List of biophysically important macromolecular crystal structures
Crystal structures of protein and nucleic acid molecules and their complexes are central to the practice of most parts of biophysics, and have shaped much of what we understand scientifically at the atomic-detail level of biology. Their importance is underlined by the United Nations declaring 2014 as the International Year of Crystallography, as the 100th anniversary of Max von Laue's 1914 Nobel prize for discovering the diffraction of X-rays by crystals. This chronological list of biophysically notable protein and nucleic acid structures is loosely based on a review in the Biophysical Journal. The list includes all the first dozen distinct structures, those that broke new ground in subject or method, and those that became model systems for work in future biophysical areas of research.
- 1 Myoglobin
- 2 Hemoglobin
- 3 Hen-egg-white lysozyme
- 4 Ribonuclease
- 5 Serine proteases
- 6 Papain
- 7 Carboxypeptidase
- 8 Subtilisin
- 9 Lactate dehydrogenase
- 10 Trypsin inhibitor
- 11 Rubredoxin
- 12 Insulin
- 13 Staphylococcal nuclease
- 14 Cytochrome C
- 15 T4 phage lysozyme
- 16 Immunoglobulins
- 17 Superoxide dismutase
- 18 Transfer RNA
- 19 Triose phosphate isomerase
- 20 Pepsin-like aspartic proteases
- 21 Icosahedral viruses
- 22 Repressor/DNA interactions
- 23 HIV-1 aspartic protease
- 24 HIV-1 reverse transcriptase
- 25 Kinesin
- 26 DNA topoisomerase
- 27 Vault particle
- 28 Free-electron laser crystallography
- 29 References
1960 - Myoglobin was the very first high-resolution crystal structure of a protein molecule. Myoglobin cradles an iron-containing heme group that reversibly binds oxygen for use in powering muscle fibers, and those first crystals were of myoglobin from the sperm whale, whose muscles need copious oxygen storage for deep dives. The myoglobin 3-dimensional structure is made up of 8 alpha-helices, and the crystal structure showed that their conformation was right-handed and very closely matched the geometry proposed by Linus Pauling, with 3.6 residues per turn and backbone hydrogen bonds from the peptide NH of one residue to the peptide CO of residue i+4. Myoglobin is a model system for many types of biophysical studies, especially involving the binding process of small ligands such as oxygen and carbon monoxide.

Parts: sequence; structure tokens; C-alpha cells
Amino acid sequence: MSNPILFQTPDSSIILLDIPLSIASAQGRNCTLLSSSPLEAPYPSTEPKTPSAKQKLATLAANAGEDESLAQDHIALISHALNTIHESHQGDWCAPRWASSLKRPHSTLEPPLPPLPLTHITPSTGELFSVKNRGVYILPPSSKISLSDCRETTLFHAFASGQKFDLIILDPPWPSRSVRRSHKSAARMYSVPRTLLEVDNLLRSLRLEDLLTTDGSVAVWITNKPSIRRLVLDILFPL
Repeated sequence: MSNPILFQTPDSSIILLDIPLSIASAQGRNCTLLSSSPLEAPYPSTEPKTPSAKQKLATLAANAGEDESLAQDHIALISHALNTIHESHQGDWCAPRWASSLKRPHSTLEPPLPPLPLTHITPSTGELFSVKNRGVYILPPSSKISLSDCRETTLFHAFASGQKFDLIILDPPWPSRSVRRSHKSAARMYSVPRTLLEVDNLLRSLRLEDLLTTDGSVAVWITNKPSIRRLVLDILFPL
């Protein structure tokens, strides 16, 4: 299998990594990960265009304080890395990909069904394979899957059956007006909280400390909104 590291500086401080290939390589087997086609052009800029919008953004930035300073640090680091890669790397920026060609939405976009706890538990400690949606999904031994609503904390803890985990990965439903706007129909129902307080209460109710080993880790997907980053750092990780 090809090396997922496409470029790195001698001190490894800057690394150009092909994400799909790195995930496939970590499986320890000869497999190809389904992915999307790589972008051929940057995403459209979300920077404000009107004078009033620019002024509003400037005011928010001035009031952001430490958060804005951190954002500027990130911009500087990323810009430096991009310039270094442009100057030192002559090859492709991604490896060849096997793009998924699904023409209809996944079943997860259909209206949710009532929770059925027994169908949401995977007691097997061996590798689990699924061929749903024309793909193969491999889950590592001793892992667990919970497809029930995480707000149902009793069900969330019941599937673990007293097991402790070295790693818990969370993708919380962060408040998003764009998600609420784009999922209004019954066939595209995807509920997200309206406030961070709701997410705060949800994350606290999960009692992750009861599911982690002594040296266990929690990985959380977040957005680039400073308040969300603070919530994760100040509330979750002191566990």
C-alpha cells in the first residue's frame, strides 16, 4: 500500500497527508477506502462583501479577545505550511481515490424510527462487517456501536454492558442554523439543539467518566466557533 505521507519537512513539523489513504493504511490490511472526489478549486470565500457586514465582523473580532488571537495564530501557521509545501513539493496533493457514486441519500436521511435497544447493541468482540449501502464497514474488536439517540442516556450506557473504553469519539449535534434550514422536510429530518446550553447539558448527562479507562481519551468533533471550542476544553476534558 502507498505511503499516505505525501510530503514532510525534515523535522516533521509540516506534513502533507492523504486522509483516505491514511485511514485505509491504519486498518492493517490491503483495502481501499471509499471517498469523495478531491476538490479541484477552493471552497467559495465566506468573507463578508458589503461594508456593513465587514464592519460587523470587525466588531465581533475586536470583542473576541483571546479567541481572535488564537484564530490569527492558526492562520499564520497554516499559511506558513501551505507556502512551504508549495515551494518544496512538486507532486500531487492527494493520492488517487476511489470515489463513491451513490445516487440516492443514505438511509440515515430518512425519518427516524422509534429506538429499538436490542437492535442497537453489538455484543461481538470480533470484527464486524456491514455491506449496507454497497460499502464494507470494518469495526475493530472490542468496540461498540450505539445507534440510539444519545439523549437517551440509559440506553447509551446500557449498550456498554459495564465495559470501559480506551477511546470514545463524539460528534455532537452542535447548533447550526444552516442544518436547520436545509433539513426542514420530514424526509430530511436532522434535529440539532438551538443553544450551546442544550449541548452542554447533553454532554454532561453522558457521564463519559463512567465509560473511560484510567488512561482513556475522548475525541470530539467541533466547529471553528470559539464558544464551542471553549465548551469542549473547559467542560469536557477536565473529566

1960 - The Hemoglobin crystal structure showed a tetramer of two related chain types and was solved at much lower resolution than the monomeric myoglobin, but it clearly had the same basic 8-helix architecture (now called the "globin fold"). Further hemoglobin crystal structures at higher resolution [PDB 1MHB, 1DHB) soon showed the coupled change of both local and quaternary conformation between the oxy and deoxy states of hemoglobin, which explains the cooperativity of oxygen binding in the blood and the allosteric effect of factors such as pH and DPG. For decades hemoglobin was the primary teaching example for the concept of allostery, as well as being an intensive focus of research and discussion on allostery. In 1909, hemoglobin crystals from >100 species were used to relate taxonomy to molecular properties. That book was cited by Perutz in the 1938 report of horse hemoglobin crystals that began his long saga to solve the crystal structure. Hemoglobin crystals are pleochroic - dark red in two directions and pale red in the third - because of the orientation of the hemes, and the bright Soret band of the heme porphyrin groups is used in spectroscopic analysis of hemoglobin ligand binding.
1965 - Hen-egg-white lysozyme (PDB file 1lyz). was the first crystal structure of an enzyme (it cleaves small carbohydrates into simple sugars), used for early studies of enzyme mechanism. It contained beta sheet (antiparallel) as well as helices, and was also the first macromolecular structure to have its atomic coordinates refined (in real space). The starting material for preparation can be bought at the grocery store, and hen-egg lysozyme crystallizes very readily in many different space groups; it is the favorite test case for new crystallographic experiments and instruments. Recent examples are nanocrystals of lysozyme for free-electron laser data collection and microcrystals for micro electron diffraction.